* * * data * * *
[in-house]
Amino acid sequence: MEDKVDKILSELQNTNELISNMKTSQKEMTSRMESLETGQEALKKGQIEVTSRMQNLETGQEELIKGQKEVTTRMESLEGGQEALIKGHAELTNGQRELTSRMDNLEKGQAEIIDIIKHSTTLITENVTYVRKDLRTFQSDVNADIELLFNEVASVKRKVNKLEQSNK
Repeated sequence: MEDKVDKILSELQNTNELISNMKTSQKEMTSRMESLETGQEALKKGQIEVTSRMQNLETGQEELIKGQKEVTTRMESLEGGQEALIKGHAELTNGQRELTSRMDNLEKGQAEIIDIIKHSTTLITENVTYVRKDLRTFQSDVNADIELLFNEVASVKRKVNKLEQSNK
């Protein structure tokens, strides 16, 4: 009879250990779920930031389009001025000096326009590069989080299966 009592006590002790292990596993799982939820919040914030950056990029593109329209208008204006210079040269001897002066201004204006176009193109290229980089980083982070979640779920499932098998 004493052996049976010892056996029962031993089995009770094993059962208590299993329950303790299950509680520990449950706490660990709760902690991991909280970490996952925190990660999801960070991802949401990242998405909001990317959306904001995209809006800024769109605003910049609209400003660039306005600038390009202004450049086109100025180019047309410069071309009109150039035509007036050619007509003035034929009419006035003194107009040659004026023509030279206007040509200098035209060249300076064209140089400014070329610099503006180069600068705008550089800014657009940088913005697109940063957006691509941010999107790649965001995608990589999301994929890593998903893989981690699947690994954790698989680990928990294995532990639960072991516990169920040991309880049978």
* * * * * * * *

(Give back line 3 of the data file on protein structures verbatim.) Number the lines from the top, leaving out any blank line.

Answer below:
Repeated sequence: MEDKVDKILSELQNTNELISNMKTSQKEMTSRMESLETGQEALKKGQIEVTSRMQNLETGQEELIKGQKEVTTRMESLEGGQEALIKGHAELTNGQRELTSRMDNLEKGQAEIIDIIKHSTTLITENVTYVRKDLRTFQSDVNADIELLFNEVASVKRKVNKLEQSNK